It has been rightly said that “accuracy of terms clarifies thought,” to which we may add, Accuracy of thought is essential to right views of any portion of the Truth, and right views of the Truth are honoring to God. Therefore, no effort should be spared in seeking to attain unto the utmost possible precision of language when seeking to set forth the things of God. Many a reader has obtained only a cloudy view of a subject because the writer confused effects with the nature of the thing he was dealing with. For example, assurance of salvation is one of the fruits of faith (as well as a gift of the Spirit), yet it has often been regarded as an essential element of faith itself. In consequence, because they lacked assurance, some real Christians have been plunged into what Bunyan termed the Slough of Despond, because they imagined they were not saved at all. In like manner, many writers on the Atonement have carelessly jumbled together some of its leading effects and fruits with the nature of it.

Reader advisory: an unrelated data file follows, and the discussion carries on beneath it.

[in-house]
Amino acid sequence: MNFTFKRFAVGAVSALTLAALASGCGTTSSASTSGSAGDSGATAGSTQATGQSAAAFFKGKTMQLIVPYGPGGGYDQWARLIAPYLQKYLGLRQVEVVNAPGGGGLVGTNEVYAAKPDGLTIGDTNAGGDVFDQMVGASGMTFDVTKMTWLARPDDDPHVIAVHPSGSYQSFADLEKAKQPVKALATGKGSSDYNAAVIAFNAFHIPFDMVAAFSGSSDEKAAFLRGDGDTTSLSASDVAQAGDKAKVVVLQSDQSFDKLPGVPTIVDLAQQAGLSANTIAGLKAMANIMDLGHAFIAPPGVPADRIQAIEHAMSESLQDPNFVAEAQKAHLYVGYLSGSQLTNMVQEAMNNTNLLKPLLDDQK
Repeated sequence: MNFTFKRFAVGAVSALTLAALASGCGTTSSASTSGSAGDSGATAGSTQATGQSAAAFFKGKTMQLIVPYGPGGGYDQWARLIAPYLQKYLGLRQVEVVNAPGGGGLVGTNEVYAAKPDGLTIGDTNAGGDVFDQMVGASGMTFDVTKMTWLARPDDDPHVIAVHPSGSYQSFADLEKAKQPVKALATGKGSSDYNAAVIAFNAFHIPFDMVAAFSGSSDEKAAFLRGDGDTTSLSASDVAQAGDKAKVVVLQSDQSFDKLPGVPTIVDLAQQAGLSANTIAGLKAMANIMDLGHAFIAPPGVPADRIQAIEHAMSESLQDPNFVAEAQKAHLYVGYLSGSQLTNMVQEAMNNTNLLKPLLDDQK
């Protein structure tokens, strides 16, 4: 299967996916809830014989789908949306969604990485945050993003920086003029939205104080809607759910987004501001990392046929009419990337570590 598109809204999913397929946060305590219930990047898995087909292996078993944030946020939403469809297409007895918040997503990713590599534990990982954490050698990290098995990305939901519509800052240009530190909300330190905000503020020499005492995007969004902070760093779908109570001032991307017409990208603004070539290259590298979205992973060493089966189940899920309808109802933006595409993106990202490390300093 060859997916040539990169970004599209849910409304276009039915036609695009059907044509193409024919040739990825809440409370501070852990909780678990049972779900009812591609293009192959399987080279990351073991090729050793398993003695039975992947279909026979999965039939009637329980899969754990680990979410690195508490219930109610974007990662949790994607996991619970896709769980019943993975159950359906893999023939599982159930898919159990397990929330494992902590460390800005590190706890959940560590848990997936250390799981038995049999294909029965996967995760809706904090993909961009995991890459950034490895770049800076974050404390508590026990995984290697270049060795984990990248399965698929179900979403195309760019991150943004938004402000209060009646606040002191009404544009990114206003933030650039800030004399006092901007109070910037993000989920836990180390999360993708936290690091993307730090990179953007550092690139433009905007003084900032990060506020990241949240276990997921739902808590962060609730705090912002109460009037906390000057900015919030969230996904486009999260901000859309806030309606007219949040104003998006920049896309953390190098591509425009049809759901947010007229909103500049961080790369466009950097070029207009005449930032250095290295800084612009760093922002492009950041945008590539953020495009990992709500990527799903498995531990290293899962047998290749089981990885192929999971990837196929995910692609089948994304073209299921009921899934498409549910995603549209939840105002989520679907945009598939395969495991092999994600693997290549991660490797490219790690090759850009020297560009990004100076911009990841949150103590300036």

A pertinent example of what we have just said is seen in the now almost current idea that the Atonement of Christ signifies “at-one-ment,” the bringing of God and the sinner together. But that is not the meaning of the term at all, either as used in Scripture or as employed in sound theology.